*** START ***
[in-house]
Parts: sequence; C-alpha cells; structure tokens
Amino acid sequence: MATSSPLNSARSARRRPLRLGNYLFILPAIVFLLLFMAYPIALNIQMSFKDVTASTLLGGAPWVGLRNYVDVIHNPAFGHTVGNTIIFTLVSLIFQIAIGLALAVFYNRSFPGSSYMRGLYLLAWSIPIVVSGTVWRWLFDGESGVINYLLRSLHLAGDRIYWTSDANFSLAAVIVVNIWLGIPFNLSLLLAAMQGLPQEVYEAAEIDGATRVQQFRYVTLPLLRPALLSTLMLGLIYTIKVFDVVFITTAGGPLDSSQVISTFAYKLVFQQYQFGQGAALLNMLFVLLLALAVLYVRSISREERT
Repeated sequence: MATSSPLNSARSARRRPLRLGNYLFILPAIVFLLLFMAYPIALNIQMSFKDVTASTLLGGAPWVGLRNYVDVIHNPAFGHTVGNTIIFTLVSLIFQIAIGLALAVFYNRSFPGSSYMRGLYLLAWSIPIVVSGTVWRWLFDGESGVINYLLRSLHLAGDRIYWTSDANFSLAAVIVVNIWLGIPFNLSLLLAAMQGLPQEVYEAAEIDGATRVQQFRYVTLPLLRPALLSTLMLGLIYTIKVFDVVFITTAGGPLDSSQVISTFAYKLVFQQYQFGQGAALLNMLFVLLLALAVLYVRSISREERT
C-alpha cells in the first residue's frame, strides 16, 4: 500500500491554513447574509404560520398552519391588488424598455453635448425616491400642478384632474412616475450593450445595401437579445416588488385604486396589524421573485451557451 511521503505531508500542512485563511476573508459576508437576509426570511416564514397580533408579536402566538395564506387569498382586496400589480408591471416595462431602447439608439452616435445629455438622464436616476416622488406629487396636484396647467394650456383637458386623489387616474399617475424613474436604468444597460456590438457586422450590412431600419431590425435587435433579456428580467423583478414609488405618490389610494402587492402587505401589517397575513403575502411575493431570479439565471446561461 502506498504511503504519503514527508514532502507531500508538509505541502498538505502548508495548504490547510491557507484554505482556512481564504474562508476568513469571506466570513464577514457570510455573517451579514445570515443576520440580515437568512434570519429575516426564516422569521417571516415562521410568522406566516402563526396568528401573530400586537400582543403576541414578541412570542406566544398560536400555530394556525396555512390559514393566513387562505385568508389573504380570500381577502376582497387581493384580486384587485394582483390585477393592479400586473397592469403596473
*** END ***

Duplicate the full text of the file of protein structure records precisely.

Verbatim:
[in-house]
Parts: sequence; C-alpha cells; structure tokens
Amino acid sequence: MATSSPLNSARSARRRPLRLGNYLFILPAIVFLLLFMAYPIALNIQMSFKDVTASTLLGGAPWVGLRNYVDVIHNPAFGHTVGNTIIFTLVSLIFQIAIGLALAVFYNRSFPGSSYMRGLYLLAWSIPIVVSGTVWRWLFDGESGVINYLLRSLHLAGDRIYWTSDANFSLAAVIVVNIWLGIPFNLSLLLAAMQGLPQEVYEAAEIDGATRVQQFRYVTLPLLRPALLSTLMLGLIYTIKVFDVVFITTAGGPLDSSQVISTFAYKLVFQQYQFGQGAALLNMLFVLLLALAVLYVRSISREERT
Repeated sequence: MATSSPLNSARSARRRPLRLGNYLFILPAIVFLLLFMAYPIALNIQMSFKDVTASTLLGGAPWVGLRNYVDVIHNPAFGHTVGNTIIFTLVSLIFQIAIGLALAVFYNRSFPGSSYMRGLYLLAWSIPIVVSGTVWRWLFDGESGVINYLLRSLHLAGDRIYWTSDANFSLAAVIVVNIWLGIPFNLSLLLAAMQGLPQEVYEAAEIDGATRVQQFRYVTLPLLRPALLSTLMLGLIYTIKVFDVVFITTAGGPLDSSQVISTFAYKLVFQQYQFGQGAALLNMLFVLLLALAVLYVRSISREERT
C-alpha cells in the first residue's frame, strides 16, 4: 500500500491554513447574509404560520398552519391588488424598455453635448425616491400642478384632474412616475450593450445595401437579445416588488385604486396589524421573485451557451 511521503505531508500542512485563511476573508459576508437576509426570511416564514397580533408579536402566538395564506387569498382586496400589480408591471416595462431602447439608439452616435445629455438622464436616476416622488406629487396636484396647467394650456383637458386623489387616474399617475424613474436604468444597460456590438457586422450590412431600419431590425435587435433579456428580467423583478414609488405618490389610494402587492402587505401589517397575513403575502411575493431570479439565471446561461 502506498504511503504519503514527508514532502507531500508538509505541502498538505502548508495548504490547510491557507484554505482556512481564504474562508476568513469571506466570513464577514457570510455573517451579514445570515443576520440580515437568512434570519429575516426564516422569521417571516415562521410568522406566516402563526396568528401573530400586537400582543403576541414578541412570542406566544398560536400555530394556525396555512390559514393566513387562505385568508389573504380570500381577502376582497387581493384580486384587485394582483390585477393592479400586473397592469403596473